Identify in advance the possible response categories for each study item, so that the observer can answer with a simple yes or no, or by checking the appropriate answer. To improve the quality of data, create closed response categories whenever possible to help minimize observer variation. It is also important to provide adequate space for recording additional observations.
Step 3. Select the study sites. Once the forms are ready, the next step is to decide where the observations will be carried out. A single site observation may be satisfactory if it is unique; for example, if only one unit or department is known to have deficiencies and the purpose of the evaluation is to discover why. However, study data obtained through single-site observations should not be extrapolated to other areas if the site is not representative of those other areas. As a rule, several sites are necessary to obtain a reasonable understanding of performance levels for tasks performed in more than one location.
Step 4. Choose the timing. Timing is important, especially when tasks or situations are to be observed as they occur. Wrong timing can distort the study findings. For example, during shift change or at times of lower staffing levels, caregivers may feel rushed and inadvertently skip a critical process step. If staff are observed primarily during these times, an inaccurate picture of performance may result. Conversely, don't avoid these periods for data collection purposes or the study findings may not provide an accurate determination of average performance. Try to strive for a representative observational sample from all times of the day and days of the week during which the task is performed.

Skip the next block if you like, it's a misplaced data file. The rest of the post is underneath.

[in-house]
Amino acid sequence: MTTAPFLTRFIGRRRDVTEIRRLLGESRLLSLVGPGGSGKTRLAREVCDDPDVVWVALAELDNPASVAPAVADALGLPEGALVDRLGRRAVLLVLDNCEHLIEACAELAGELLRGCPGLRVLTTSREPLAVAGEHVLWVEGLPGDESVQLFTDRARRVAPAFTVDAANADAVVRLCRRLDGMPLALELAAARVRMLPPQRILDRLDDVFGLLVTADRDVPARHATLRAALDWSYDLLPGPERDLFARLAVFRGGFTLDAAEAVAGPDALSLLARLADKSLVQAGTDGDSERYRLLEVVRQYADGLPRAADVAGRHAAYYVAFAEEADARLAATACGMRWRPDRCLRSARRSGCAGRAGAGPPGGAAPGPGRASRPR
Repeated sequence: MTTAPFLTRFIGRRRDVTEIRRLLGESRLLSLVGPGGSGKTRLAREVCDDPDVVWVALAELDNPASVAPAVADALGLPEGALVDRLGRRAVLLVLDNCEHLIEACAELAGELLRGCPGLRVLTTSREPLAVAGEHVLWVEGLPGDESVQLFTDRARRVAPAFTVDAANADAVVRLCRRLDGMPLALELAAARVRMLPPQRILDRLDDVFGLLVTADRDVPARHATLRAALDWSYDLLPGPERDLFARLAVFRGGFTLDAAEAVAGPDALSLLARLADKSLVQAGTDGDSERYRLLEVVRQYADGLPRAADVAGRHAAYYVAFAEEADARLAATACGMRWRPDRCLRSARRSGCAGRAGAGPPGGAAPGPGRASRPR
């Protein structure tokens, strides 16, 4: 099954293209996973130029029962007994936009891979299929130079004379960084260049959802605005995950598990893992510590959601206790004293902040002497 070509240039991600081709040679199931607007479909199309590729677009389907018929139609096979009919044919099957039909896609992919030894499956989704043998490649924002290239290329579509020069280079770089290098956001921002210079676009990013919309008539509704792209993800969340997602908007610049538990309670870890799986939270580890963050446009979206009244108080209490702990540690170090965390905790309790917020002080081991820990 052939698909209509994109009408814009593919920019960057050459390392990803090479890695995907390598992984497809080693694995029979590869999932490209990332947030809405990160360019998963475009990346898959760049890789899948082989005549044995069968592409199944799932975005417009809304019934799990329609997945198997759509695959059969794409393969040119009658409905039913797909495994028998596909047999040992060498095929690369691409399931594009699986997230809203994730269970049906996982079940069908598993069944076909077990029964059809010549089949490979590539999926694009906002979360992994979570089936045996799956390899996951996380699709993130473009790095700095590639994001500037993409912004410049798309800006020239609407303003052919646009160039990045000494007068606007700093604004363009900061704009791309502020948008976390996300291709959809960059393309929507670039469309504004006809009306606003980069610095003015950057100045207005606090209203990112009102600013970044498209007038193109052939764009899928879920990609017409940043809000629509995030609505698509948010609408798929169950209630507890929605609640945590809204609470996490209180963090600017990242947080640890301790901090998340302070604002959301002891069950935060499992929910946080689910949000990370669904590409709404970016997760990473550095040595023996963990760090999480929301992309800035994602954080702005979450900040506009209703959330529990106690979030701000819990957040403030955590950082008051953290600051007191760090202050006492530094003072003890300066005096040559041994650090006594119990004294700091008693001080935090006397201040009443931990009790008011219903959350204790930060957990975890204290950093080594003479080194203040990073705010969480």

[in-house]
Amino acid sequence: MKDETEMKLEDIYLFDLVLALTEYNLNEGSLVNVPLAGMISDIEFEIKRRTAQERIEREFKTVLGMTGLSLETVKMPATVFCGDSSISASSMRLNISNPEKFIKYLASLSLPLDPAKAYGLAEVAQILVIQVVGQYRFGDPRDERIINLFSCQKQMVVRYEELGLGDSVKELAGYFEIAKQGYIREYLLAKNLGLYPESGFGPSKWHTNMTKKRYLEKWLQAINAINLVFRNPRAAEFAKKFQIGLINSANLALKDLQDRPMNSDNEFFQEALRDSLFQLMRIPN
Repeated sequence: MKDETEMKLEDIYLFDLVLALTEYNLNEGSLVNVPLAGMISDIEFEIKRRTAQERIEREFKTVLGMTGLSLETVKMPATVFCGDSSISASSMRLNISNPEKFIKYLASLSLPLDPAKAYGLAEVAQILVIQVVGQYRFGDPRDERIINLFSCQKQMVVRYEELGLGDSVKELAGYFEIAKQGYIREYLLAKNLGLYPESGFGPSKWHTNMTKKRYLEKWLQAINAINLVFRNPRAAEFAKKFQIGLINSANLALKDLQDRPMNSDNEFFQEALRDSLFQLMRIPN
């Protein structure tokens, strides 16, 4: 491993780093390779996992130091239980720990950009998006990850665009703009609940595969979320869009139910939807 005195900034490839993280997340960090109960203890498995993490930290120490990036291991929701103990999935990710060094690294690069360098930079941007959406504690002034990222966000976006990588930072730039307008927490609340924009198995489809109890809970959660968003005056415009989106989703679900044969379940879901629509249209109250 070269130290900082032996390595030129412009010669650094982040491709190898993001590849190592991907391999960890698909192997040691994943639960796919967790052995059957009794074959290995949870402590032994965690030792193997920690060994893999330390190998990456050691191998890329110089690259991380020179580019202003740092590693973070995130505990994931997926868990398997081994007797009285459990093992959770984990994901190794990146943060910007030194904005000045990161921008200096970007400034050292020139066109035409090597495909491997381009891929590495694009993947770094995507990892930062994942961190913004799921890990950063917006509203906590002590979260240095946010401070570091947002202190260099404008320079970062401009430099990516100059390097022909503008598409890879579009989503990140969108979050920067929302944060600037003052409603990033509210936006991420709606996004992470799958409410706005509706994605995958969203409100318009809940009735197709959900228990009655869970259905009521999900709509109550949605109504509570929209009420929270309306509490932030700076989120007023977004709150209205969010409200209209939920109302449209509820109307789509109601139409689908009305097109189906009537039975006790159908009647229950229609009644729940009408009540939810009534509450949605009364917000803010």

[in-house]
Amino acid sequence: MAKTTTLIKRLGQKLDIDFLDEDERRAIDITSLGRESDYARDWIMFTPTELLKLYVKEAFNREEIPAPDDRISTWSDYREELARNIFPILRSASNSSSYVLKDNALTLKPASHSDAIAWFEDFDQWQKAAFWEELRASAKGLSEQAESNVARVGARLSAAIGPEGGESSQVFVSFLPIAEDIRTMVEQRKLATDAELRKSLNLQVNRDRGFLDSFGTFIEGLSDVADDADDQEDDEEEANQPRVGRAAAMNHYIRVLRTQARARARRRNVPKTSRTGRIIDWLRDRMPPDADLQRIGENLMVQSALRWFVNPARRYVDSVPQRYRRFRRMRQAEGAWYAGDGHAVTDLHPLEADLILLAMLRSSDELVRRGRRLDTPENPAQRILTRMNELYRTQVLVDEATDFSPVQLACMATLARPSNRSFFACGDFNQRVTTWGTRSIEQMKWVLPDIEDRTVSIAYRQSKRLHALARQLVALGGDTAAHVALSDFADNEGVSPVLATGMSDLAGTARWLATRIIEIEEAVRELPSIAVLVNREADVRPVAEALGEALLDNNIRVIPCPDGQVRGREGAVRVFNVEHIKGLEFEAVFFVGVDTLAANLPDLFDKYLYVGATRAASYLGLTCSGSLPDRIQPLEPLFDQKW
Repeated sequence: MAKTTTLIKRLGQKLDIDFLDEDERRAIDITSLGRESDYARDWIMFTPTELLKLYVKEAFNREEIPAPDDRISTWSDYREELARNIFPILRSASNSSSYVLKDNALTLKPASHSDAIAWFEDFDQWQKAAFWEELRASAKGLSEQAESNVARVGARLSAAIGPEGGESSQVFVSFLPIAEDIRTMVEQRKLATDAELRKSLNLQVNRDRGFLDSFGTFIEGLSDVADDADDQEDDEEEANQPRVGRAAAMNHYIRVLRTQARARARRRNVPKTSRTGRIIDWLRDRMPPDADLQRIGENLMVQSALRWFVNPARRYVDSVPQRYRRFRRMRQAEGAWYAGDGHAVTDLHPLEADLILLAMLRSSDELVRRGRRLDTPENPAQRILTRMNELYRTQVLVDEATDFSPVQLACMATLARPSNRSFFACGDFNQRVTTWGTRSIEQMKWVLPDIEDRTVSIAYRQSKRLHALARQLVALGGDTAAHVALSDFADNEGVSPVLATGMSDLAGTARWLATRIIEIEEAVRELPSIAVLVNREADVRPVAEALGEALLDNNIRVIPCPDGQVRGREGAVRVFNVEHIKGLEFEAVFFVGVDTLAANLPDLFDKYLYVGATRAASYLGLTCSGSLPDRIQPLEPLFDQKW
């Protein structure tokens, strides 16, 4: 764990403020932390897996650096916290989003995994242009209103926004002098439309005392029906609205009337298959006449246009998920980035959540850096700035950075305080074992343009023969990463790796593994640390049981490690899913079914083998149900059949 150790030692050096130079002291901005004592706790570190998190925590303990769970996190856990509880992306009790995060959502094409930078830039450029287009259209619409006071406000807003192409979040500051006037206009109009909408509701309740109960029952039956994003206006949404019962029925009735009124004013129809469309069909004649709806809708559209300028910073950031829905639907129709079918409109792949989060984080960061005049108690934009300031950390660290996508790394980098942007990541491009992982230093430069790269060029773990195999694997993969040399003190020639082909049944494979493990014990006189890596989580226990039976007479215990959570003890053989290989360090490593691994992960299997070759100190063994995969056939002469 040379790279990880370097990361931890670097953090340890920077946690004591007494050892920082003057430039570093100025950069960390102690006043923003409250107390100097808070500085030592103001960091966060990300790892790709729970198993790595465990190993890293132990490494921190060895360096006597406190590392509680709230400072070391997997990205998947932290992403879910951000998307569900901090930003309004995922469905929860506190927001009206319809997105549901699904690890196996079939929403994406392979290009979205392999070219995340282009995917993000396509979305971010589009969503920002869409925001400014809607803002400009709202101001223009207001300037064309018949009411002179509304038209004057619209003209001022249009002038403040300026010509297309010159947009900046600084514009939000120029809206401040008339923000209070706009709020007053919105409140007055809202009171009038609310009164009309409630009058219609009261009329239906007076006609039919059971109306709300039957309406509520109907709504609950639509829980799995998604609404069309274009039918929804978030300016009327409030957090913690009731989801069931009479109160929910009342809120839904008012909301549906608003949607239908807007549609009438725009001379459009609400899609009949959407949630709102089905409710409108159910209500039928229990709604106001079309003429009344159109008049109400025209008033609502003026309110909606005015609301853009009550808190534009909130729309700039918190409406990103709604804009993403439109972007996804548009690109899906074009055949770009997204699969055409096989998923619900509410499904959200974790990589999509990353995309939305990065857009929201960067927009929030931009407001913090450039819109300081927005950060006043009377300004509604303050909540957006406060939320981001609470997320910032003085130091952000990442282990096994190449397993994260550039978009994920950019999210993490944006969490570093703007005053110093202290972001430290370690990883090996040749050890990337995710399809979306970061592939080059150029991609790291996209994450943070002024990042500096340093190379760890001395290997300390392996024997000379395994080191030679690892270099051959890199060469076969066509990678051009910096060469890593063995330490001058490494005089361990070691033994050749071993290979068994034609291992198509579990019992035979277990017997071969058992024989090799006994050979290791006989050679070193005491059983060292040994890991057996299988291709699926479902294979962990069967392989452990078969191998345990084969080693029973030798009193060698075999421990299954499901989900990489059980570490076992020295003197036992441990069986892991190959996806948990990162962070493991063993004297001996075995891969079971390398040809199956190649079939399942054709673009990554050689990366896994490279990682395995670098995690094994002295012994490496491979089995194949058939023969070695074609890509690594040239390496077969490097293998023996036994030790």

Step 5. Pick observers. The best choice for observers are people who normally would be seen working in or near the study sites. Some hospitals have appointed quality or patient safety champions in every unit/department. These frontline staff occasionally are asked to periodically conduct observation reviews in their area. Supervisors or managers may be charged with gathering observational performance data. Support staff that are commonly seen in various units or departments also are potential observers. These staff include case managers, infection control practitioners, coding specialists, and patient educators. Although these support staff may not have expertise in the tasks they are being asked to evaluate, they can function as observers if the data-gathering form is straight-forward with mostly closed-ended questions. Specially trained observers from the quality department may be used; however, the presence of "outside" observers can generate some anxiety among staff being observed and also affect performance.
Regardless of who gathers the data for observation studies, it is important that those people being observed understand that the primary purpose of the study is to find out what kinds of problems may be preventing staff from adhering to best practices. The data should not be used to report on individual performance.
One of the advantages of direct observation is that staff can be evaluated in the environment where the tasks are actually done. People are just doing what they normally do and once in a while someone is observing their performance. However, you must always be aware of the possibility of the so-called "Hawthorne Effect" the fact that people usually perform better under observation because of the attention paid to them.